The problem with the basic income approach, however, is not simply the deluded notion that it is a quick route to income adequacy, regardless of the prevailing agenda and the balance of forces. By pressing for a massive extension of the cash benefit, it takes us into very dangerous territory. During the pandemic lockdown, the improvised benefit system, went out to a wide array of people suddenly without wages. The notion of a post-pandemic basic income, however, is for it to be primarily directed at low wage workers. The Ontario pilot project ensured that 70% of those who were accepted into it were in this category. The great problem that arises with this approach is that the benefit is now functioning, in effect, as a subsidy to the very worst employers. The notion that workers in these jobs will have their income provided out of tax revenues collected from other workers, is really quite dreadful. It would remove pressure on employers to increase wages and undermine the struggle for decent minimum wages. It is precisely on those fronts that we need to make urgent gains. We can’t be reconciled to the low wage precarious workforce that has been created during the neoliberal peiod. We need strong and rejuvenated unions that can take up a fight for workers’ rights and decent wages.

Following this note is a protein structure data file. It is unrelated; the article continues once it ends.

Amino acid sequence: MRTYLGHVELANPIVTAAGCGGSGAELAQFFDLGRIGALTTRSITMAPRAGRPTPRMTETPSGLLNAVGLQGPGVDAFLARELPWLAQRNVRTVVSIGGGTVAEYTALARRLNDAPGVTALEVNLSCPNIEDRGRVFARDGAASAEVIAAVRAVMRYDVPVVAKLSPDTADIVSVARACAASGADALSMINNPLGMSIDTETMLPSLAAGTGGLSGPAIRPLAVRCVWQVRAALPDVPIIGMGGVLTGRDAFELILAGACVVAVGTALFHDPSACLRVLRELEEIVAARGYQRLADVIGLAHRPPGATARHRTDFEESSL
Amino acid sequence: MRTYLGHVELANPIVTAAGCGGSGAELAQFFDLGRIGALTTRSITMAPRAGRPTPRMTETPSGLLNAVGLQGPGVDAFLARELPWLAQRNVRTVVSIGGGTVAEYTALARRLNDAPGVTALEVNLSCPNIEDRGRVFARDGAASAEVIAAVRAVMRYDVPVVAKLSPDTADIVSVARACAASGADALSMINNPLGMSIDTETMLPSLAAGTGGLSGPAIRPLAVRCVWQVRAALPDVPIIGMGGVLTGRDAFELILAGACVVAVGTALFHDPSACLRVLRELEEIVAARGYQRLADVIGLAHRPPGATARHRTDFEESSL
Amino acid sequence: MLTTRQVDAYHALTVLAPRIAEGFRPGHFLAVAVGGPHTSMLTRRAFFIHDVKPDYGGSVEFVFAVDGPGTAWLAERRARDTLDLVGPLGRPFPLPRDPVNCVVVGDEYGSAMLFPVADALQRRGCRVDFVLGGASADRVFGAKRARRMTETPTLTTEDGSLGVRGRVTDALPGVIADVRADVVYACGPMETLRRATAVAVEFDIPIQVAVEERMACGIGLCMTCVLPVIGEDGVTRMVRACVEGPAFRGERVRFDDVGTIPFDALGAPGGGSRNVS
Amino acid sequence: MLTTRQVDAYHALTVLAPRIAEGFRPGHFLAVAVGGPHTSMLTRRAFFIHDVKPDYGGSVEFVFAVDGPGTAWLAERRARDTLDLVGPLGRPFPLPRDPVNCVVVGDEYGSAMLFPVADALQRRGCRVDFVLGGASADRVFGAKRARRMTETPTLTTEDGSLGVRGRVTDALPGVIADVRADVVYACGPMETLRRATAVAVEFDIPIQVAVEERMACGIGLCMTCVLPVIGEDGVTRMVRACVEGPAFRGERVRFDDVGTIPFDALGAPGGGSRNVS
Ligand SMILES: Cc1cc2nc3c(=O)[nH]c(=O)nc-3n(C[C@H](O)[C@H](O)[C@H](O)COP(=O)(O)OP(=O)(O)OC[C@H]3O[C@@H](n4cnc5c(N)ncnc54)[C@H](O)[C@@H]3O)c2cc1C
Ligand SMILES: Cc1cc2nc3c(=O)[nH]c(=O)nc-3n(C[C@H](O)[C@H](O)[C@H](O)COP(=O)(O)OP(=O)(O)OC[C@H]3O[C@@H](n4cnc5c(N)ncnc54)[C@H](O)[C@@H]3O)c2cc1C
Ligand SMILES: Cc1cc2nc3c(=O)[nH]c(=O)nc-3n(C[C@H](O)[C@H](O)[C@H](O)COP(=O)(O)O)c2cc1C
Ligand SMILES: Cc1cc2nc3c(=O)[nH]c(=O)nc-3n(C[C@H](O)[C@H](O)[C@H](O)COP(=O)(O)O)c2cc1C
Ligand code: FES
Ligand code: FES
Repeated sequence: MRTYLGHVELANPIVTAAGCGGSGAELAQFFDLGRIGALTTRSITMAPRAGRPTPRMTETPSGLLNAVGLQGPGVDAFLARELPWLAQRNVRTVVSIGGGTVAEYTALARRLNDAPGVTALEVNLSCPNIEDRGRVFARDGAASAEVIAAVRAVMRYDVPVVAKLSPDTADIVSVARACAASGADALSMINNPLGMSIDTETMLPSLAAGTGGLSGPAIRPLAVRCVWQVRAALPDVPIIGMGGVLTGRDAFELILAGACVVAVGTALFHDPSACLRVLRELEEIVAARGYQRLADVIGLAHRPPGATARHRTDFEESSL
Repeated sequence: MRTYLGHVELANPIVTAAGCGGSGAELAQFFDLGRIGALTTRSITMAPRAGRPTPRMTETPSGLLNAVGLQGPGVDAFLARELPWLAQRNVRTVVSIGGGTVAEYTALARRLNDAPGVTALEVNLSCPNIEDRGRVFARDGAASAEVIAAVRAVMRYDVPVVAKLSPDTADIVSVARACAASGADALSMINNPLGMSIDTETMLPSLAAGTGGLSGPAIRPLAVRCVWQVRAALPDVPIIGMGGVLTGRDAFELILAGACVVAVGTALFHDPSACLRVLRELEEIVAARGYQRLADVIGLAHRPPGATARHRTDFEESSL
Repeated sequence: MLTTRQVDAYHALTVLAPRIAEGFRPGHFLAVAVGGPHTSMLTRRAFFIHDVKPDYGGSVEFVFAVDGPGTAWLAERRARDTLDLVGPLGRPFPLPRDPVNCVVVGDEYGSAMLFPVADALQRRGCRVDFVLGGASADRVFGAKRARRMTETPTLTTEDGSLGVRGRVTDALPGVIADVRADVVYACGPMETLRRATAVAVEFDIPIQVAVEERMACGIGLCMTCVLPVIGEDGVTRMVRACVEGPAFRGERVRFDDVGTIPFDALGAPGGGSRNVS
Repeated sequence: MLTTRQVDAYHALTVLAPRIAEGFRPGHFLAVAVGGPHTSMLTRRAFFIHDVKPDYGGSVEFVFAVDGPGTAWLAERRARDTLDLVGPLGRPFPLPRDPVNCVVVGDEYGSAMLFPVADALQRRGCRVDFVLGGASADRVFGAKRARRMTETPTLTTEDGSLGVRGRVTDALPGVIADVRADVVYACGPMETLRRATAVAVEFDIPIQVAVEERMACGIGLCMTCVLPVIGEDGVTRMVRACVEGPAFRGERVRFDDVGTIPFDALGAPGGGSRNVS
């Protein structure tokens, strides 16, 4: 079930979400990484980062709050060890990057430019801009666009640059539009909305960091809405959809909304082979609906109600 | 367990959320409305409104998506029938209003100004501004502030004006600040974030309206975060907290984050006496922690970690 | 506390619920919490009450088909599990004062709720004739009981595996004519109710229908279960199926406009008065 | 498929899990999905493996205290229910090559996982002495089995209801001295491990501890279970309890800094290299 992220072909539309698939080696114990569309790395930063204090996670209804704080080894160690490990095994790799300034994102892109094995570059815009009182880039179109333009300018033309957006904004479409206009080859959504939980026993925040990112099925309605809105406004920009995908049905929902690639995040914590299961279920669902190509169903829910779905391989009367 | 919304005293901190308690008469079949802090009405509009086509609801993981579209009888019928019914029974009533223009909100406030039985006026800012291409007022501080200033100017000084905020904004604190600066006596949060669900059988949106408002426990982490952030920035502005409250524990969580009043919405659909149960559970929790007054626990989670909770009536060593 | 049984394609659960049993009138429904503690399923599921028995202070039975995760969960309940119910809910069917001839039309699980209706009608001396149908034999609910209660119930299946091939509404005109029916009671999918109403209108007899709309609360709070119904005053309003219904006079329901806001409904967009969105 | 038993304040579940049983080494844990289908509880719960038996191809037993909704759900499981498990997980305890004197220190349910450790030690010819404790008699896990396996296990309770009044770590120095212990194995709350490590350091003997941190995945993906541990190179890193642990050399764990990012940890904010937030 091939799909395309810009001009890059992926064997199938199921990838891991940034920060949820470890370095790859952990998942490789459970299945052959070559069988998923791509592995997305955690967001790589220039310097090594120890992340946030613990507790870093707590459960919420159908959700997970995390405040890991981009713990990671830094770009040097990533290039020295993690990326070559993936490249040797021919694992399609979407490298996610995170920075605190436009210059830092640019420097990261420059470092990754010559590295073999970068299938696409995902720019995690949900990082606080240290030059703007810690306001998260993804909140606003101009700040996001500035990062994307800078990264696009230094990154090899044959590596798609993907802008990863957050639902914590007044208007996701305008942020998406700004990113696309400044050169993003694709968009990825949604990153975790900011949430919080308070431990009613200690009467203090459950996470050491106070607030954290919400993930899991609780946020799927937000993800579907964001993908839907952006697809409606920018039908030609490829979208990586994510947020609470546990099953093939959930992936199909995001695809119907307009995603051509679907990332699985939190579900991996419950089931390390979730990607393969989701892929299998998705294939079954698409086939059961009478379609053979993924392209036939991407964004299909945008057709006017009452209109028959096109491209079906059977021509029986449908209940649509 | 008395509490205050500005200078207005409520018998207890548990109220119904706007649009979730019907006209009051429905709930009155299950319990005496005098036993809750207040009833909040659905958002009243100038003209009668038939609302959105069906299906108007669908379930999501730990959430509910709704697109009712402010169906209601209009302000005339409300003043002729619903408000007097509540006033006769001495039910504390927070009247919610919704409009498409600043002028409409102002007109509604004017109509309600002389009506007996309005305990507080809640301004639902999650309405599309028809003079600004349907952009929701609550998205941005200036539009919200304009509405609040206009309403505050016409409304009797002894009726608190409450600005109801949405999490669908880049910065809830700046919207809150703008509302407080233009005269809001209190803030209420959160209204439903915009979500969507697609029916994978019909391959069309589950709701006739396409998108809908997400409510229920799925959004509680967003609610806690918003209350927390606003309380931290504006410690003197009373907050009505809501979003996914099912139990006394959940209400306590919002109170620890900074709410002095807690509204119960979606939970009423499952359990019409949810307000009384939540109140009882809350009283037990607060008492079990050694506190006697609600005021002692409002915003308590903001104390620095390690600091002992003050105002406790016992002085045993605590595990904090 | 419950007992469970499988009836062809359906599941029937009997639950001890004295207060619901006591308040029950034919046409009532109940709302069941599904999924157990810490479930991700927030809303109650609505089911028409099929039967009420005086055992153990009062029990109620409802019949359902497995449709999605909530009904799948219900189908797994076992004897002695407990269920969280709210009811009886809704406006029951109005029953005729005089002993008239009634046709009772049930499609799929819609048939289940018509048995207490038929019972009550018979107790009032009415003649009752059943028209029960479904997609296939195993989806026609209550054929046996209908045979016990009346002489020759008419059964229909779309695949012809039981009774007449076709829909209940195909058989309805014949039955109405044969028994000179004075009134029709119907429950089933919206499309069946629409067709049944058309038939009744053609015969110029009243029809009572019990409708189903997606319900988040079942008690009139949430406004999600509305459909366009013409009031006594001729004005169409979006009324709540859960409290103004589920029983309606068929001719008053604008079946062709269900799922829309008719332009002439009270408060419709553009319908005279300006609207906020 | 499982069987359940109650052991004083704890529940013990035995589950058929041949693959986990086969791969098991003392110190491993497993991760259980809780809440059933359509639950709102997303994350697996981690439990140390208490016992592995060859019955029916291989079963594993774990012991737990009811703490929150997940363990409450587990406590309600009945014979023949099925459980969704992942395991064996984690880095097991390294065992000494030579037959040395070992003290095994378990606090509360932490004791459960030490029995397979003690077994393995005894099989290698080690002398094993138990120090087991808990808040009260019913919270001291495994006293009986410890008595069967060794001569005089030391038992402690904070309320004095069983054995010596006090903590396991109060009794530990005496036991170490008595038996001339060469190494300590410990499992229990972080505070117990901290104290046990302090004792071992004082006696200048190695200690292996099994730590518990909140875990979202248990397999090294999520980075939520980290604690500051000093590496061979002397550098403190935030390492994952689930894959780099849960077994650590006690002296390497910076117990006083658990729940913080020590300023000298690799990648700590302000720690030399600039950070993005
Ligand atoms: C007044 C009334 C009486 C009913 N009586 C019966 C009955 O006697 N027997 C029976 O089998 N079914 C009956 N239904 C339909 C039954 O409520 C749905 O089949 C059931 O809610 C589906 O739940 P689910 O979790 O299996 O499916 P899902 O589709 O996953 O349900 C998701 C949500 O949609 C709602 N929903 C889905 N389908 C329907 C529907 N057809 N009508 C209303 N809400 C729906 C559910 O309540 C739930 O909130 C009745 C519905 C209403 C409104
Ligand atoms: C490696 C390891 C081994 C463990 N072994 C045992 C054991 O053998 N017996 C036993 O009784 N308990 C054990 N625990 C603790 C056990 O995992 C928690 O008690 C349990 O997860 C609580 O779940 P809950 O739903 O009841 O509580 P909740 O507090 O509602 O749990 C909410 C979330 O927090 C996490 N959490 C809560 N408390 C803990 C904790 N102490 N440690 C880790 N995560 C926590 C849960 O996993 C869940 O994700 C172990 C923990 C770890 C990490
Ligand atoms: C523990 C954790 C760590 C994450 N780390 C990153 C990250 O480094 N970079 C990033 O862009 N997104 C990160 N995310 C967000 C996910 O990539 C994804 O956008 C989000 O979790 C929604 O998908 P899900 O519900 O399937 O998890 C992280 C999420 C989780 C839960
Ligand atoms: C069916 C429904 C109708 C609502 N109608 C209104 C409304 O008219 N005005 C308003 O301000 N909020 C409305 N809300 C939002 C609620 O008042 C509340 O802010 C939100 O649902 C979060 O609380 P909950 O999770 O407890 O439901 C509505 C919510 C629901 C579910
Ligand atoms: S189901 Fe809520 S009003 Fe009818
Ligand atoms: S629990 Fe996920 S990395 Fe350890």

There is most certainly a great need to fight for unemployment and disability benefits that provide people with a decent standard of living. At the same time, the bureaucratic intrusion and moral policing associated with existing programmes must be challenged and eliminated. However, as true as this is, it is actually a big mistake to place the focus on the cash benefit, as our main objective. If a basic income were introduced in Canada, at the federal or provincial level, we may be sure that governments would be far more supportive of the view of right wing US basic income advocate, Charles Murray, that the meagre cash payment he proposes would replace other elements of social provision, than they would be in progressive hopes that public services would be strengthened at the same time.

   During the pandemic, struggles have broken out across the world, from Minneapolis to New Delhi to East Jerusalem. As the global health crisis subsides, there will be a strong determination to fight for something better. As we challenge, not just the ‘economic scarring’ left by the pandemic, but the impact of decades of austerity, we shouldn’t settle for a commodified form of social provision that makes its peace with the neoliberal order. We need to fight employers to win decent wages and take to the streets to demand massively expanded social housing, greatly improved public healthcare, free public transit, universal child care and much else beside.

   The provision of CERB in the midst of the crisis did, indeed, show that governments will expand social provision when they feel they must. We have to build the movements and take up the struggles that can create in those in power that very feeling that they have no choice. In building such a movement of social resistance, we can set out sights on so much more than basic income.